Boat Review Date: December 2009
Author: Mike Brown
Who would have picked earlier this year that an English boat costing $3.7m would drop to $2.85m in time for Christmas 2009? For most people it’s entirely academic, and the price is still going to change, but those few in the market would be glad they waited for the pound to collapse.
The boat in question is Fairline’s Squadron 65, a new model with vast amounts of space for its length, and effectively controlled by electronics. A simple example: you could be at say Parker point; you double tap Thomson Bay on the Garmin touch screen and the GPS will ask if you want to go there. Confirm it, and it will engage the autopilot and take you there. After reaching the destination, to shut down a system that integrates several functions normally involves pushing a sequence of buttons. Not here: a single movement turns everything off.
A computer monitors and controls almost everything else on board via another touch screen: it monitors the level in every tank, it tells you what lights are on, their power draw and what you have left in the batteries. If you are on shore power and you overload the supply, instead of tripping out it will shut down the item causing the overload. And there are endless items needing electricity. There are icemakers and fridges everywhere, including the armrests of seats; blinds open and shut at the touch of a button, flat screen TVs abound.
The electronics are impressive, but the use of space – and the quantity of it – hits the eye harder. The saloon is on one level, which increases its apparent length. And in a change of style, curves in settees are replaced by angles, adding extra deck area. Galley, dining area and sitting area are neatly defined but have no barriers between them. Some clever design went into this.
The galley is to European standards, and those people treat food preparation seriously. There is room to do complicated things and to lay out dishes and plates, there is the equipment to cook in several different ways, and freezers and fridges galore.
The saloon flows into the cockpit, a larger one than on most European boats, and on to the submersible platform. This is able to carry a 3.85m jet RIB tender, and is also the access to the crew twin cabin. Australians have friends instead of crew, and this cabin is certainly acceptable as guest accommodation with full headroom, en-suite bathroom, and a window across its entire width.
Daylight is a theme in the main sleeping accommodation; a long, overhead glazing band floods the passageway and forward VIP suite with light.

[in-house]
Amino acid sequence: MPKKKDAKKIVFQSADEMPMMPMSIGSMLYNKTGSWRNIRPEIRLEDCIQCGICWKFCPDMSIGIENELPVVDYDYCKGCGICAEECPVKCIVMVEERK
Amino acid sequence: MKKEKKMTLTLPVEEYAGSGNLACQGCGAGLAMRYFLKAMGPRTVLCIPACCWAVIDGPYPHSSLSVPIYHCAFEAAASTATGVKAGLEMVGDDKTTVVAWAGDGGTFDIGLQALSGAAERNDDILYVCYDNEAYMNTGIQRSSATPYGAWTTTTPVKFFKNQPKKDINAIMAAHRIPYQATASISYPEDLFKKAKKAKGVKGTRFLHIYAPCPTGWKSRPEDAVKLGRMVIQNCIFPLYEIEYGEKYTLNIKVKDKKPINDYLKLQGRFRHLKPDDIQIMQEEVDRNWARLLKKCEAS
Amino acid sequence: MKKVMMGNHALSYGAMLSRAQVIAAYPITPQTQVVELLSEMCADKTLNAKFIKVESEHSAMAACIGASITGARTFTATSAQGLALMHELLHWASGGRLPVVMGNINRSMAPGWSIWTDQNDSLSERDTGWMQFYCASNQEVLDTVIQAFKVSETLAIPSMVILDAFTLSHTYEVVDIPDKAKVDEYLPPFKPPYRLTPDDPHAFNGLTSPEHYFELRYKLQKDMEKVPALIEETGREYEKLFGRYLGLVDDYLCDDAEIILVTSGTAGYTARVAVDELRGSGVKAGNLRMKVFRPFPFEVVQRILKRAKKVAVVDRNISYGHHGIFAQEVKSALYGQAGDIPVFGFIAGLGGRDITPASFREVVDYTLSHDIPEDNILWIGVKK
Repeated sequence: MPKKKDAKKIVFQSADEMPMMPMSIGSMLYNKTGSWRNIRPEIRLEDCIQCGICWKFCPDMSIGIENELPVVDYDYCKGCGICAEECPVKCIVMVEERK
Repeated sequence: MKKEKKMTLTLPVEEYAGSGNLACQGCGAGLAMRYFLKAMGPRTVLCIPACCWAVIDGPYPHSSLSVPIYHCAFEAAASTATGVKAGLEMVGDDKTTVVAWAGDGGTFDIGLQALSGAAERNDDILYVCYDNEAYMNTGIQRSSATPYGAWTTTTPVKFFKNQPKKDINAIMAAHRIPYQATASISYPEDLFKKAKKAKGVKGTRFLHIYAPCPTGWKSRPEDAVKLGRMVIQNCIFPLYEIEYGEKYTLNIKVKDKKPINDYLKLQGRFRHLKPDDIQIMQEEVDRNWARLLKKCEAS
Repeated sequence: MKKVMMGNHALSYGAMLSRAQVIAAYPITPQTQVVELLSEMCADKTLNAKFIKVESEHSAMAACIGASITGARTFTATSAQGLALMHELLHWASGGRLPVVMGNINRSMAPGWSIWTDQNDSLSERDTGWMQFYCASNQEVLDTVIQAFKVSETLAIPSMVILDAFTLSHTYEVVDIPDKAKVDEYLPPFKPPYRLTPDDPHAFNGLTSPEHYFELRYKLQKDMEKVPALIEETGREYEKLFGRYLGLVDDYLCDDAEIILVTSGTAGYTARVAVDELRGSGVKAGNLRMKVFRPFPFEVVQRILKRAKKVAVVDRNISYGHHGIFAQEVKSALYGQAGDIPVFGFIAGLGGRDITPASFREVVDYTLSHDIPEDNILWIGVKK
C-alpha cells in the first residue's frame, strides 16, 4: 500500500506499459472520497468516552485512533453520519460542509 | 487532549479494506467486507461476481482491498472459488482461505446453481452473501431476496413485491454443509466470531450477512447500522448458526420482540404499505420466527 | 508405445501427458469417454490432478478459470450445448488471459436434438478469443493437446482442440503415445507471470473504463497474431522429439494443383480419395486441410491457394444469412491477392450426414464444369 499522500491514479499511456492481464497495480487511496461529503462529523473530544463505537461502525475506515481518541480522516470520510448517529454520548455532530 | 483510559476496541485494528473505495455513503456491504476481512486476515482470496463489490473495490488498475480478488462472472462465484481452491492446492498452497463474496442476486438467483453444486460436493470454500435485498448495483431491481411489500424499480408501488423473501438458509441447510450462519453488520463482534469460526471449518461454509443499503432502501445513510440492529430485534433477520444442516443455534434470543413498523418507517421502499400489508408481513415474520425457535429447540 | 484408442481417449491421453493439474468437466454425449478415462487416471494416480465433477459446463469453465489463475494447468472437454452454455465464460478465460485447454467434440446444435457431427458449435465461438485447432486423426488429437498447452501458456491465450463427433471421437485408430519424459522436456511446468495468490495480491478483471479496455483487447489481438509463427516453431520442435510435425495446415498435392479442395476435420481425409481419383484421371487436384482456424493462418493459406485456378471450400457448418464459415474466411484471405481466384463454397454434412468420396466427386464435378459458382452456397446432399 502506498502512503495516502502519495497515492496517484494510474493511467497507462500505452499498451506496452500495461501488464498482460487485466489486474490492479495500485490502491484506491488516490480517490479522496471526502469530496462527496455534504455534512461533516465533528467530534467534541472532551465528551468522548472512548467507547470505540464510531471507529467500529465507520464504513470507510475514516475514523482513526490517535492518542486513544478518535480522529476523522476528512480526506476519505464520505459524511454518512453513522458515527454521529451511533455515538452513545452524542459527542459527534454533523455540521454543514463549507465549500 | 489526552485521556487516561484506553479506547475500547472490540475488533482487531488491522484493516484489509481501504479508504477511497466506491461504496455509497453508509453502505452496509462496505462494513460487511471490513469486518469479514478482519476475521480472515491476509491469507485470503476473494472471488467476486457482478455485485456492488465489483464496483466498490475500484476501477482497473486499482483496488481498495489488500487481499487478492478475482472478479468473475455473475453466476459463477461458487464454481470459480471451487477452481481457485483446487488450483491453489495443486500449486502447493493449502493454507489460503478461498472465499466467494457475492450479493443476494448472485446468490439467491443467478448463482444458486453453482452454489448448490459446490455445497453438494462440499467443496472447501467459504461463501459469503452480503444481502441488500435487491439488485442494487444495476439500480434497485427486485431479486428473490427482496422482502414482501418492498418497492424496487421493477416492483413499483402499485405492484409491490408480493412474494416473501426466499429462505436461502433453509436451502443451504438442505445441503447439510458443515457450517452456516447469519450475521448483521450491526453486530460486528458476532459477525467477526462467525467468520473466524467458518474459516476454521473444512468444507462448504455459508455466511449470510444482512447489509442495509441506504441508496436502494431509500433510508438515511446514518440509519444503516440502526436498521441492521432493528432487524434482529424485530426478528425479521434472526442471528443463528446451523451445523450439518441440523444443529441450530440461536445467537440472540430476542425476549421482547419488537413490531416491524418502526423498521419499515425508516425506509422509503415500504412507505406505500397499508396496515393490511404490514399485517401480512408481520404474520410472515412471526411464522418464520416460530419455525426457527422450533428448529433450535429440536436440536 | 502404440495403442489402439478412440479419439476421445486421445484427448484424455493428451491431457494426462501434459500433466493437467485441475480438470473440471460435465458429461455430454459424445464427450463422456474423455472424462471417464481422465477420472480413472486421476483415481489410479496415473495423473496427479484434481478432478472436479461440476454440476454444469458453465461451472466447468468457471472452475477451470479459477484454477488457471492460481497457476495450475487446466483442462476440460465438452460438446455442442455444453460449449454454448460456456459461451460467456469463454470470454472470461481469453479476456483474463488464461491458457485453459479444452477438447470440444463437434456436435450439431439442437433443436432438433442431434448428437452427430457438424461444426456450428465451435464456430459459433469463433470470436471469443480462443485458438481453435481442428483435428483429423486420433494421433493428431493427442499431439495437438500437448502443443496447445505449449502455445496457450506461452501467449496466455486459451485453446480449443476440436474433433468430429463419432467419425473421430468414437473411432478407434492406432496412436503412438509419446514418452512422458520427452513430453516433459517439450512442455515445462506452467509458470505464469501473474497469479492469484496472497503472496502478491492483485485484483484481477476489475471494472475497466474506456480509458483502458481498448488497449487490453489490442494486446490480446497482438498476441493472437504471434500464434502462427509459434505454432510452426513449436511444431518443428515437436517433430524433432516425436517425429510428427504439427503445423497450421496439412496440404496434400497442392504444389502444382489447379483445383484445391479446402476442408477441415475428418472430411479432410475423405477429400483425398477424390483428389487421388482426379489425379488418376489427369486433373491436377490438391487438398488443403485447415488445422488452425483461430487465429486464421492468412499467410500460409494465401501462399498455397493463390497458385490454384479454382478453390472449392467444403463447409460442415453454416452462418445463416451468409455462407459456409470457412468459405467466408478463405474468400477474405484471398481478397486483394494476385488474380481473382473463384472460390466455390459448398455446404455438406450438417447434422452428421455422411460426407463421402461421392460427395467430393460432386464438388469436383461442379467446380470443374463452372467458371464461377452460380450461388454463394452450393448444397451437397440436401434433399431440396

All three cabins are generous in size, the master cabin almost extravagantly so, all have high headroom with no intrusions, and each has a large en-suite. Part of the master cabin’s size is an illusion caused by the wardrobes’ mirrored doors, and it is hard to believe anyone could take enough clothes to sea to need so much wardrobe.
Half way down the stairs to the sleeping accommodation is a day head, always useful but especially on a boat likely to have a large number of daytime visitors. Instead of having semi-strangers wandering past or into bedrooms to use the facilities, they are confined to the day space.
A large share of that space is on the flybridge – larger in area than the average Rottnest cruiser, and enhanced by the mast being pushed right to the aft end. The second driving station is here, of course, but it seems subservient to the social potential. There are two double day beds with adjustable backrests, and a complete al fresco dining area as well as the informal seating. Naturally there is a wet bar complete with icemaker, and there is also a barbecue to save the chore of bringing food up from the galley.
It seems almost vulgar to mention engines in the same story as all this luxury, but the engine room is to the same standard as everything else on board. Engines are a pair of V10 MANs, with the option of C12 Caterpillars. Either package is good for 35 knots. The engine room is a real room that you can stand in and walk around to check and service everything. And there is a lot down there, taking care of the vessel’s electrical, air-conditioning and other demands. It is all logically laid out, and attractive enough in its own right to make an owner’s show piece to his guests.
One of the 65’s many charms is the easy accessibility to every part. A lot of boats in this class effectively confine those on board to the interior or the after end, the foredeck being a struggle to reach and not too rewarding when you get there. This one is designed to be used to the max.
Price from $2,850,000
Length overall 20.41m
Hull length 18.48m
Fuel capacity 3,542L
Fresh water 1,140L
Dry weight 30T
Engines 2 x MAN V10s @ 1100hp ea